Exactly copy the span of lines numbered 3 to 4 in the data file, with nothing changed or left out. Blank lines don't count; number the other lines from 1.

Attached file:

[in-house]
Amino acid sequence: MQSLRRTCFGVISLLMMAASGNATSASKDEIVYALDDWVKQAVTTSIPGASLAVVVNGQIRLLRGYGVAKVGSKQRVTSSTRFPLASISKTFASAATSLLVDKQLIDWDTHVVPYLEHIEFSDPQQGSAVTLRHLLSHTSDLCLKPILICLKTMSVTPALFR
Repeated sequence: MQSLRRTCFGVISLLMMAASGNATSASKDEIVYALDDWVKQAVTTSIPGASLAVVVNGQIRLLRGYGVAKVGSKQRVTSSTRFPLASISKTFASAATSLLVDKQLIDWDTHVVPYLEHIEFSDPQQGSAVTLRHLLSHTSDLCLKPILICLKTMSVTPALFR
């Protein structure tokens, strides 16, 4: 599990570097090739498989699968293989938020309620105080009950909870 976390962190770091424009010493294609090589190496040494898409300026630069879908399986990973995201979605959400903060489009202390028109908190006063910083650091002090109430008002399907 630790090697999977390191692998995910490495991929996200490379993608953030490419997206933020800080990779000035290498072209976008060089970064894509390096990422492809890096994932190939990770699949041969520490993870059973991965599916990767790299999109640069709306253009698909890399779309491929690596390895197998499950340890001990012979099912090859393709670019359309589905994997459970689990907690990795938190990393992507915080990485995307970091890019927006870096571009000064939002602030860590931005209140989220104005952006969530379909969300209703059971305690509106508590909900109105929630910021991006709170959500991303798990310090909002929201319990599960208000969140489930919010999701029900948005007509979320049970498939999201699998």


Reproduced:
Repeated sequence: MQSLRRTCFGVISLLMMAASGNATSASKDEIVYALDDWVKQAVTTSIPGASLAVVVNGQIRLLRGYGVAKVGSKQRVTSSTRFPLASISKTFASAATSLLVDKQLIDWDTHVVPYLEHIEFSDPQQGSAVTLRHLLSHTSDLCLKPILICLKTMSVTPALFR
């Protein structure tokens, strides 16, 4: 599990570097090739498989699968293989938020309620105080009950909870 976390962190770091424009010493294609090589190496040494898409300026630069879908399986990973995201979605959400903060489009202390028109908190006063910083650091002090109430008002399907 630790090697999977390191692998995910490495991929996200490379993608953030490419997206933020800080990779000035290498072209976008060089970064894509390096990422492809890096994932190939990770699949041969520490993870059973991965599916990767790299999109640069709306253009698909890399779309491929690596390895197998499950340890001990012979099912090859393709670019359309589905994997459970689990907690990795938190990393992507915080990485995307970091890019927006870096571009000064939002602030860590931005209140989220104005952006969530379909969300209703059971305690509106508590909900109105929630910021991006709170959500991303798990310090909002929201319990599960208000969140489930919010999701029900948005007509979320049970498939999201699998």